10. The method of claim 7, wherein said loading the plurality of objects onto the network device comprises loading the plurality of objects into a Simple Network Management Protocol (SNMP) Management Information Base (MIB).
11. The method of claim 7, wherein the one or more metadata files comprise American Standard Code for Information Interchange (ASCII) formatted files.
12. The method of claim 7, wherein converting the meta information into a meta runtime object model comprises creating a hash table of attribute names and attribute values from the one or more metadata files.
13. The method of claim 7, wherein converting the meta information into a meta runtime object model comprises converting only a required subset of the meta information into the meta runtime object.
14. The method of claim 8, wherein said updating the network device runtime object model to account for differences comprises disregarding unchanged meta information.
15. A system comprising:
a meta information means for defining meta information in one or more metadata files regarding a plurality of objects that represent components of a network device in the form of network component class descriptions, the network component class descriptions including descriptions of the plurality of objects, configuration information associated with each of the plurality of objects and information regarding relationships among the plurality of objects; and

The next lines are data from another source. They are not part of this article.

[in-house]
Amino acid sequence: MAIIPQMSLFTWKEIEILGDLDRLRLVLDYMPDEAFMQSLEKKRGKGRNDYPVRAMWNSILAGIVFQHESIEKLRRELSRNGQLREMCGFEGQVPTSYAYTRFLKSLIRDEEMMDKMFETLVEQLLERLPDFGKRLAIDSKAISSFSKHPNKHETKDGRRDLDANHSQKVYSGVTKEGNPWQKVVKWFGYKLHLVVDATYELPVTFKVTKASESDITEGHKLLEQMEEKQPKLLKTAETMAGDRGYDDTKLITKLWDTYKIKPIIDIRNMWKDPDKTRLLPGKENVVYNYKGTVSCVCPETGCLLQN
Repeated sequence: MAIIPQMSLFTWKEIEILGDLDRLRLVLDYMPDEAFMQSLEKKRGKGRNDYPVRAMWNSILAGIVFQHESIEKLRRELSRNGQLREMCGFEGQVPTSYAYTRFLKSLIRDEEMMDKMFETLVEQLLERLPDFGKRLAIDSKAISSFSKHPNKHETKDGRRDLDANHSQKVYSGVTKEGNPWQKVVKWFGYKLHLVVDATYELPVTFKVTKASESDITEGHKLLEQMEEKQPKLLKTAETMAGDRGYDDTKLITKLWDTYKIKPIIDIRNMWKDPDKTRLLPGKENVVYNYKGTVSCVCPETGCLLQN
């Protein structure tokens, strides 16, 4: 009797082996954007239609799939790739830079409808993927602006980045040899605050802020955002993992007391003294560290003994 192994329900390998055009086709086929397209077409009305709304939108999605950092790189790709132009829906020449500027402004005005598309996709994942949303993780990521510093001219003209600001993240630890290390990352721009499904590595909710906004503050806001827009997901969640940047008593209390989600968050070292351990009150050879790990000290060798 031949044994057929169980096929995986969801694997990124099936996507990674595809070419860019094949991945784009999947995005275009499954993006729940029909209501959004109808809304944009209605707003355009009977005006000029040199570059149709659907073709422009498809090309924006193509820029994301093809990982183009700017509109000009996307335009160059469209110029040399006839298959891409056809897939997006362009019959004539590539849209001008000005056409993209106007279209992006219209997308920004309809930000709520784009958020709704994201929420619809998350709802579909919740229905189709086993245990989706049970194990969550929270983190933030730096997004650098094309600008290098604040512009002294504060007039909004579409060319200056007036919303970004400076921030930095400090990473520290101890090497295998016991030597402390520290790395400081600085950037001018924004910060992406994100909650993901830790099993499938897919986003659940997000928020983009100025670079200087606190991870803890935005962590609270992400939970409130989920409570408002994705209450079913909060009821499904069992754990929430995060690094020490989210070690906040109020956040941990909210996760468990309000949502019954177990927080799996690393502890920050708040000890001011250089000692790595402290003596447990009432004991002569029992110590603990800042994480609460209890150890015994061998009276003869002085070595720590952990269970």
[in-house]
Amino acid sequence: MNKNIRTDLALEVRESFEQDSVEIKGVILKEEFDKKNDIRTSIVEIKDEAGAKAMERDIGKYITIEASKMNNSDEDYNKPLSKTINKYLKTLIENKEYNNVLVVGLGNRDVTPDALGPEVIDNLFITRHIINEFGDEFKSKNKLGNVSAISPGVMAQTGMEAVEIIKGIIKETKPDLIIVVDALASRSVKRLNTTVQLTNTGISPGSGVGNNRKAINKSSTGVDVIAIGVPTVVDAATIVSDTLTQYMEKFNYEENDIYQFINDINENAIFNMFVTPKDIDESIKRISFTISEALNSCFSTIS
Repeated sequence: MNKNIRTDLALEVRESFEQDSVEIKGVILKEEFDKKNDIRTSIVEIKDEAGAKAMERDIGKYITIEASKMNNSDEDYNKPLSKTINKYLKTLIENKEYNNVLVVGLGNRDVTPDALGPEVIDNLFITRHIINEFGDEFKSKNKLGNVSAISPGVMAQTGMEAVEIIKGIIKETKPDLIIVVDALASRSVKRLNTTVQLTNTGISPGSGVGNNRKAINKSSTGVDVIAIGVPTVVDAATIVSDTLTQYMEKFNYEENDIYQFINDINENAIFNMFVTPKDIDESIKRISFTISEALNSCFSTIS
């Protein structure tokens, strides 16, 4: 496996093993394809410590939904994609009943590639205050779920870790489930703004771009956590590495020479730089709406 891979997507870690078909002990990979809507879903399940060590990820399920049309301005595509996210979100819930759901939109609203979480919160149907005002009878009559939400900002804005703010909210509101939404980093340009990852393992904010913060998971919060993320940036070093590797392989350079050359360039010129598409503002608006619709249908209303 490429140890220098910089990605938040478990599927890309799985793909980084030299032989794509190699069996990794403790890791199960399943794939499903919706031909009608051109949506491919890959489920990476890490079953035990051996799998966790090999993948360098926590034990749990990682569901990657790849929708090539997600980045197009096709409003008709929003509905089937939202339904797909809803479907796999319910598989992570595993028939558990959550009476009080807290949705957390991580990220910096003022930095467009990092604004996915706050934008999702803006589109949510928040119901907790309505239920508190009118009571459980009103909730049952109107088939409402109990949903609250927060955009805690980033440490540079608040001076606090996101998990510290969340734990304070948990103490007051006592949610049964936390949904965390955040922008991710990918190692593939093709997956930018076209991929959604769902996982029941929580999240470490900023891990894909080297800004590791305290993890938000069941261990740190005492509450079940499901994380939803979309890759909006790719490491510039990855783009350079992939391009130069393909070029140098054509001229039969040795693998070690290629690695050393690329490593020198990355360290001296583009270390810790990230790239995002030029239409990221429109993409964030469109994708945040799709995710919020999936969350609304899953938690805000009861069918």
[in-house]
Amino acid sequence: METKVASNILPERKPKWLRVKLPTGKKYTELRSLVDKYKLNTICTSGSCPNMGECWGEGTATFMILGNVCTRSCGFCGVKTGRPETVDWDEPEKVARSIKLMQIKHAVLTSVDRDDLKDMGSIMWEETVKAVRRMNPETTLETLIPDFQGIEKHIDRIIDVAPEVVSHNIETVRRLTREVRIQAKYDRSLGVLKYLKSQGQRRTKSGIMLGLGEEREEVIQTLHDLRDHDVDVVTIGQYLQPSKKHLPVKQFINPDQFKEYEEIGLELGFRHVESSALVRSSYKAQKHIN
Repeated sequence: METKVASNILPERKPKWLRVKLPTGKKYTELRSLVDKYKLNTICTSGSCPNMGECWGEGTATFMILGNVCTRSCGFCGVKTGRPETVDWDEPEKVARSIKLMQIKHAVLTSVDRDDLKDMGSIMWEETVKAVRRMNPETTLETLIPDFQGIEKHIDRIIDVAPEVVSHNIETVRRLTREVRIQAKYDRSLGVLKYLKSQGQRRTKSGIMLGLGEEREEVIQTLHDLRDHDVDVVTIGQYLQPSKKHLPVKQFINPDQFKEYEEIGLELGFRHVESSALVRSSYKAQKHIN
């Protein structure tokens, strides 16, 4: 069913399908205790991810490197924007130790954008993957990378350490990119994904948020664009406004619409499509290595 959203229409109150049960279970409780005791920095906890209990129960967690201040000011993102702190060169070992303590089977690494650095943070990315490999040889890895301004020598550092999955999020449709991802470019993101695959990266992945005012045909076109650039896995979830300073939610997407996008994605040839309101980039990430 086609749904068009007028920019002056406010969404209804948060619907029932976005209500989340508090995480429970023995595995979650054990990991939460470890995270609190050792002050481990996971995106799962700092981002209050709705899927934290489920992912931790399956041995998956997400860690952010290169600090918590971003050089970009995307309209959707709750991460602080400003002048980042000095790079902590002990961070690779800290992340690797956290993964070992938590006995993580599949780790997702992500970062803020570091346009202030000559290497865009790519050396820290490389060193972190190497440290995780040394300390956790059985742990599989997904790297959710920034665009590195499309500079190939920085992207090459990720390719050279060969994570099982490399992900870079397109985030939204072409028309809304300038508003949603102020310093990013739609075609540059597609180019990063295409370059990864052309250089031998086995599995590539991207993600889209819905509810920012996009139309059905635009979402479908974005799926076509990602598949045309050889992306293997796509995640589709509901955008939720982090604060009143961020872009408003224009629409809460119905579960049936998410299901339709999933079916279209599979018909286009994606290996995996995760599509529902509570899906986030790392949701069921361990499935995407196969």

a network device configuration means, responsive to the meta information means, for
configuring a network device based on the meta information by reading the meta information, converting the meta information into a meta runtime object model including the plurality of objects configured in accordance with the configuration information and loading the plurality of objects onto the network device; and
updating a current configuration of the network device based on the meta information by, responsive to the meta information means, reading the meta information from the one or more metadata files, converting the meta information into the meta runtime object model, comparing objects of a current network device runtime object model to the meta runtime object model, and updating the network device runtime object model to account for differences identified by said comparing.